Renee Mihulka – Children's Book Reviews & Writer

Ivy and Bean, the series

ivyandbeanOVERALL: 4 Stars

Concept:4 Stars
Characters:4 Stars
Plot:4 Stars
Writing:5 Stars
Annie Barrows
Sophie Blackall
Chronicle Books LLC


The date published and page lengths above refer to Book 1 – Ivy + Bean. Book 8 – Ivy + Bean – No News is Good News, is published in 2012 and is 140 pages long.

I have read books 1 and 8 in this series and so my review of the series as a whole are based on these.

Description: Ivy and Bean live on the same street but are determined (at first) to never become friends. Why would they when they have nothing in common? Ivy enjoys wearing dresses, is quiet, bookish and determined to become a witch, while Bean wouldn’t be caught dead in a dress, likes her hair short, her games fast and her conversations LOUD. However when Ivy helps extract Bean from a tricky situation they find they have more in common than they think. The series follows their friendship as they find interesting ways to solve their problems and achieve their 7 year old goals.

There are currently 10 books in this New York Times, best selling series and are great books to read together with your child as you snuggle in bed or for newly competent readers to read on their own.

Concept: The idea behind these books, that you can be great friends with someone who is different, is a great concept for kids of this age. Ivy + Bean’s differences enhance their friendship as they rely on each others strengths. The cute illustrations throughout make it accessible and welcoming for kids of this age.

Illustrations: Sophie Blackall’s illustrations can’t but help bring a smile to your face. My favourite is a depiction of Ivy and Bean in Book 8 – No news is good news, looking contrite as they face a dressing down from Ivy’s Dad about not producing their best work for the neighbourhood newspaper. I’ve definitely seen a similar look on my 7 year olds face! The illustrations are are lively and fun and work well with the story.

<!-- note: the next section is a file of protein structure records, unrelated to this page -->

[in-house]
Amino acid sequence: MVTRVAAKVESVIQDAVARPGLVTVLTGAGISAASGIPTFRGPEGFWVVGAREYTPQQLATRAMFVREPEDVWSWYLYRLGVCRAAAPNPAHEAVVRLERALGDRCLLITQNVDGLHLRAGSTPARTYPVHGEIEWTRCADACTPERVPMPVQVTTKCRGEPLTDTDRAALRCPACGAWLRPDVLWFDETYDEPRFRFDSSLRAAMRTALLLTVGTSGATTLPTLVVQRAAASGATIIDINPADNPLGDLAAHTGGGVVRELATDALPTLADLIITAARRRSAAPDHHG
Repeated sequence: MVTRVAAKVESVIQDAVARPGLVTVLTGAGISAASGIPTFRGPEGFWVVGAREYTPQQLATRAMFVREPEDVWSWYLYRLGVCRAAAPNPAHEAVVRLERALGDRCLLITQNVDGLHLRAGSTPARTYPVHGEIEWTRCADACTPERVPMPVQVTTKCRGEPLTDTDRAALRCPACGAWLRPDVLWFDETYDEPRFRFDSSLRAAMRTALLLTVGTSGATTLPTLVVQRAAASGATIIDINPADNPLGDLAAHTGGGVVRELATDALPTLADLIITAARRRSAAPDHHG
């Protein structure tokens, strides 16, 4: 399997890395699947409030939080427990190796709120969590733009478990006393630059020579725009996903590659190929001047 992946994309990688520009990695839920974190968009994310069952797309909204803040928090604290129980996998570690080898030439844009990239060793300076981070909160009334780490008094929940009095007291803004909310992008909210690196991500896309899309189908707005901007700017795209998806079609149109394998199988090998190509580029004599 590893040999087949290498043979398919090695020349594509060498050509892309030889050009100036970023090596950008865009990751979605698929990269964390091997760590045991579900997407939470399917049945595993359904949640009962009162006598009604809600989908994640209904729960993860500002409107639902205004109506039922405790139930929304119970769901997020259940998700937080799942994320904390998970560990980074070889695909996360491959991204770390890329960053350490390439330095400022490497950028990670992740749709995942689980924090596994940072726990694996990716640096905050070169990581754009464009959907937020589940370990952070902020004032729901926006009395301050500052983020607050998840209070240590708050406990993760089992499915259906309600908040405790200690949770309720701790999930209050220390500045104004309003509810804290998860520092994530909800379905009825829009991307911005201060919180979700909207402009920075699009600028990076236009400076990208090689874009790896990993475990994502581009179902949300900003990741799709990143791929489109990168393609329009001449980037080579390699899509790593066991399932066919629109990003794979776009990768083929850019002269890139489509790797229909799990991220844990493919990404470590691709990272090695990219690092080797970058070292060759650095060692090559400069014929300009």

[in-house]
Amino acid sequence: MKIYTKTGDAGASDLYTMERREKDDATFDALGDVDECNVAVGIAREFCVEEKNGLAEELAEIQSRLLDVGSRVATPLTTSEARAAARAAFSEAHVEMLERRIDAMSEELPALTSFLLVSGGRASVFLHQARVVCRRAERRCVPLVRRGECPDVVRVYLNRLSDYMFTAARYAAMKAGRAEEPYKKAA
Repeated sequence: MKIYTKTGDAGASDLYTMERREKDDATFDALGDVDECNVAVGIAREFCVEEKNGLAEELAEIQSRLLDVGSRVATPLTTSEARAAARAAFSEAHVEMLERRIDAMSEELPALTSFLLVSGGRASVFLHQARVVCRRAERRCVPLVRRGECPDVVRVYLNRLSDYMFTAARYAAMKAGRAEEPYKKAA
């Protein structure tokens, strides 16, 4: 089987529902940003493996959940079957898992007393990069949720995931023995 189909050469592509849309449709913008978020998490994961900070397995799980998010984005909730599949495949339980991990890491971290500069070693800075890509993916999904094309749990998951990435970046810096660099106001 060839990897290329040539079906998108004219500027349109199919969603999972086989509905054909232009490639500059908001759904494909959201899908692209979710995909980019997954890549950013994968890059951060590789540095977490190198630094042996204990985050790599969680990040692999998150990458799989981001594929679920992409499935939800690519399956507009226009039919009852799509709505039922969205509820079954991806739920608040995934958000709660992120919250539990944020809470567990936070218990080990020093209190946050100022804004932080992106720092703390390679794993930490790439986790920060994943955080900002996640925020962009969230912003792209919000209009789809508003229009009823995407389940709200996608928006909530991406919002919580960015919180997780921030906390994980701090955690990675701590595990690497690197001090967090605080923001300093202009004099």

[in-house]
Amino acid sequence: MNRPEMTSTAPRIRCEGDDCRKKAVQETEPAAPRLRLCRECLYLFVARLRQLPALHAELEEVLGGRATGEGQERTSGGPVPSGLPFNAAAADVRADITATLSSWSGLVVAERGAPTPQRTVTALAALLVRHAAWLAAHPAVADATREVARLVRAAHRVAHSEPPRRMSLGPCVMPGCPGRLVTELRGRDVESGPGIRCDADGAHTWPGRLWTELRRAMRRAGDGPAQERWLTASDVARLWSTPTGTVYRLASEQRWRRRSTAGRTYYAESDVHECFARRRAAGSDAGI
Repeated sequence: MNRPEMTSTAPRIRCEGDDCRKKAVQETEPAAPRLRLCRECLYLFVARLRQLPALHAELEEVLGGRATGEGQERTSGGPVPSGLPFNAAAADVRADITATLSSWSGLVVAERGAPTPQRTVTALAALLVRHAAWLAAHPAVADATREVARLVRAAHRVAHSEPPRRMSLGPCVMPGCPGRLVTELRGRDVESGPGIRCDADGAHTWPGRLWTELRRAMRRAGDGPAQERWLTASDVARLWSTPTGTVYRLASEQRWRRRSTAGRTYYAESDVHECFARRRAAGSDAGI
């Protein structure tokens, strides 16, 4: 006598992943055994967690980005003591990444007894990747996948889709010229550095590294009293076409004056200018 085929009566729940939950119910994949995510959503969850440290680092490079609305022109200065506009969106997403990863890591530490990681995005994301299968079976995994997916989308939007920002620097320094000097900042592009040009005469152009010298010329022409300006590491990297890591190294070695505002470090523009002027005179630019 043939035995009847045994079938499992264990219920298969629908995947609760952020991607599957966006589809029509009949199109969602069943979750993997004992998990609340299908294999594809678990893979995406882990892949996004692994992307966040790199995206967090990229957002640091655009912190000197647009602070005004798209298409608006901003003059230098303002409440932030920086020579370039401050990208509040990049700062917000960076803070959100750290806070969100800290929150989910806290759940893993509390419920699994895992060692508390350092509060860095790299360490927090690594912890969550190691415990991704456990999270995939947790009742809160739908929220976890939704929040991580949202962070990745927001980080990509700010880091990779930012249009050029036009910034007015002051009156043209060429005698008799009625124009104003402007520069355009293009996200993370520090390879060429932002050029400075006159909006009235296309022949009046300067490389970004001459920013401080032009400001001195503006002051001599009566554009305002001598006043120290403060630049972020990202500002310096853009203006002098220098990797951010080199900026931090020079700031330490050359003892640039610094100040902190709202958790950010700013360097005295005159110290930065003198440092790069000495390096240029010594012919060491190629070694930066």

Characters: As I usually always mention if a book doesn’t have many females in it, I am compelled to also mention that these books don’t have a lot of boys in them. There are definitely some, but the main stories revolve around the two girls with an occasional appearance by Ivy’s sister Nancy. Having said that, there is no reason why boys wouldn’t enjoy this book. Ivy and Bean are regular 7 year olds and get up to all sorts of mischief that I am sure boys would appreciate and relate to as well.

Plot: It is hard with these short, early chapter books to include more than a basic plot. In fact, it takes quite a bit of talent to write what are in fact, extended short stories. Ivy + Bean however are an example of this done well. Each story is easy to read, captivating and funny. Perfect for this age group.

Writing: The length and complexity of these book’s sentences as well as the language used are appropriate for this age. They are enjoyable to read and the larger text makes it easier for beginning readers.

PARENTS: As mentioned above, these books are great to read with your child at bedtime. They are short enough that you can get through them in a few nights and the topics they cover – friendship, quirky school fads, sibling relationships etc make them good conversation starters.

Things to ask and discuss:

(If you haven’t read the books, don’t worry. Ask these questions anyway and coax the answers and details out. Being able to recount and articulate ideas from text they have read is an important skill for kids to learn and develop. Also, don’t worry if they don’t want to talk about some of the things listed here, it’s ok to just let them talk about the bits they want to. Bottom line is, they will love that you are showing an interest and asking for their opinion, even if they don’t always show it!)

1) How are Ivy and Bean different? Which one do you think you are more like?

2) Ask your child to recount the book in their own words. Try and get them to draw out the main themes. Summing up a book in a few sentence is a difficult but important skill to develop.

3) Book 1 Question – Why do you think Ivy helped Bean hide from Nancy? What do you think about the tricks Bean played on her sister Nancy? How do you think Bean really feels about Nancy.

4) Book 8 Question – How do Ivy + Bean go about raising enough money to buy a bag of Belldeloon cheese? Why do they want the cheese so badly?


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Book Reviews and Writer